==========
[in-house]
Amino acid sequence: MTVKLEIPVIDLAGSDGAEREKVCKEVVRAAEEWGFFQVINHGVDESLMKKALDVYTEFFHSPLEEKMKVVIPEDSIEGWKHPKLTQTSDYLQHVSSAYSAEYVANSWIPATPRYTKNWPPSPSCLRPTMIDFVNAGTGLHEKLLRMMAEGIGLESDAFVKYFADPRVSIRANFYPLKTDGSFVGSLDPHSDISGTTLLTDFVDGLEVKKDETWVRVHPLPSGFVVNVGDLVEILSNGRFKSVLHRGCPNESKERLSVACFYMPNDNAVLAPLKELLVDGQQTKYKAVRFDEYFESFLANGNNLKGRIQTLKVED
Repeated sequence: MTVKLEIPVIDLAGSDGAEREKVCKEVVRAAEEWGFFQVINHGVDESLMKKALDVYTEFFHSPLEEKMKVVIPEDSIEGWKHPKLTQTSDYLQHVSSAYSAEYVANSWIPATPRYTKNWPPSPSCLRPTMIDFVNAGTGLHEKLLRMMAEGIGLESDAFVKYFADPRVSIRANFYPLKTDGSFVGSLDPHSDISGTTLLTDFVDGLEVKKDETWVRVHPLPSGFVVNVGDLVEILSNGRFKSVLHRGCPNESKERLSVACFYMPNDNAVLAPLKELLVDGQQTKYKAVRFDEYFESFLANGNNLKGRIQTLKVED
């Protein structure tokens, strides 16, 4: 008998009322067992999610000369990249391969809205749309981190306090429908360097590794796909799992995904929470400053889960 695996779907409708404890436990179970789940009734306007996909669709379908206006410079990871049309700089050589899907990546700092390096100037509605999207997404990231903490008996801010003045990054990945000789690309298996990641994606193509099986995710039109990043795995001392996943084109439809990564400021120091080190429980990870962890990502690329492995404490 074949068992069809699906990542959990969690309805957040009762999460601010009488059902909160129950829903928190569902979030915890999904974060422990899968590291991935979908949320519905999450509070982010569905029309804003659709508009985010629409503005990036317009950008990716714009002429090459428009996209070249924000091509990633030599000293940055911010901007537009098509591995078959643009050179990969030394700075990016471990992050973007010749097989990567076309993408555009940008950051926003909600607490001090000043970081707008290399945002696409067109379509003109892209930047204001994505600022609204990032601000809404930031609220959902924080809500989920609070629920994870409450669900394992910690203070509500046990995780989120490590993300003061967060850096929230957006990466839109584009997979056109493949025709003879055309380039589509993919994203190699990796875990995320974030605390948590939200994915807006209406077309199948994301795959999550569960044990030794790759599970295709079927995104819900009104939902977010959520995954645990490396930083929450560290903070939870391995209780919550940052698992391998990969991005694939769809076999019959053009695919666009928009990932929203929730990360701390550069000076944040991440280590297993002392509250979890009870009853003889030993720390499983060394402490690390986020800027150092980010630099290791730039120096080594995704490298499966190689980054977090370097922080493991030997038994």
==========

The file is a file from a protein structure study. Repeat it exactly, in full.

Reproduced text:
[in-house]
Amino acid sequence: MTVKLEIPVIDLAGSDGAEREKVCKEVVRAAEEWGFFQVINHGVDESLMKKALDVYTEFFHSPLEEKMKVVIPEDSIEGWKHPKLTQTSDYLQHVSSAYSAEYVANSWIPATPRYTKNWPPSPSCLRPTMIDFVNAGTGLHEKLLRMMAEGIGLESDAFVKYFADPRVSIRANFYPLKTDGSFVGSLDPHSDISGTTLLTDFVDGLEVKKDETWVRVHPLPSGFVVNVGDLVEILSNGRFKSVLHRGCPNESKERLSVACFYMPNDNAVLAPLKELLVDGQQTKYKAVRFDEYFESFLANGNNLKGRIQTLKVED
Repeated sequence: MTVKLEIPVIDLAGSDGAEREKVCKEVVRAAEEWGFFQVINHGVDESLMKKALDVYTEFFHSPLEEKMKVVIPEDSIEGWKHPKLTQTSDYLQHVSSAYSAEYVANSWIPATPRYTKNWPPSPSCLRPTMIDFVNAGTGLHEKLLRMMAEGIGLESDAFVKYFADPRVSIRANFYPLKTDGSFVGSLDPHSDISGTTLLTDFVDGLEVKKDETWVRVHPLPSGFVVNVGDLVEILSNGRFKSVLHRGCPNESKERLSVACFYMPNDNAVLAPLKELLVDGQQTKYKAVRFDEYFESFLANGNNLKGRIQTLKVED
């Protein structure tokens, strides 16, 4: 008998009322067992999610000369990249391969809205749309981190306090429908360097590794796909799992995904929470400053889960 695996779907409708404890436990179970789940009734306007996909669709379908206006410079990871049309700089050589899907990546700092390096100037509605999207997404990231903490008996801010003045990054990945000789690309298996990641994606193509099986995710039109990043795995001392996943084109439809990564400021120091080190429980990870962890990502690329492995404490 074949068992069809699906990542959990969690309805957040009762999460601010009488059902909160129950829903928190569902979030915890999904974060422990899968590291991935979908949320519905999450509070982010569905029309804003659709508009985010629409503005990036317009950008990716714009002429090459428009996209070249924000091509990633030599000293940055911010901007537009098509591995078959643009050179990969030394700075990016471990992050973007010749097989990567076309993408555009940008950051926003909600607490001090000043970081707008290399945002696409067109379509003109892209930047204001994505600022609204990032601000809404930031609220959902924080809500989920609070629920994870409450669900394992910690203070509500046990995780989120490590993300003061967060850096929230957006990466839109584009997979056109493949025709003879055309380039589509993919994203190699990796875990995320974030605390948590939200994915807006209406077309199948994301795959999550569960044990030794790759599970295709079927995104819900009104939902977010959520995954645990490396930083929450560290903070939870391995209780919550940052698992391998990969991005694939769809076999019959053009695919666009928009990932929203929730990360701390550069000076944040991440280590297993002392509250979890009870009853003889030993720390499983060394402490690390986020800027150092980010630099290791730039120096080594995704490298499966190689980054977090370097922080493991030997038994």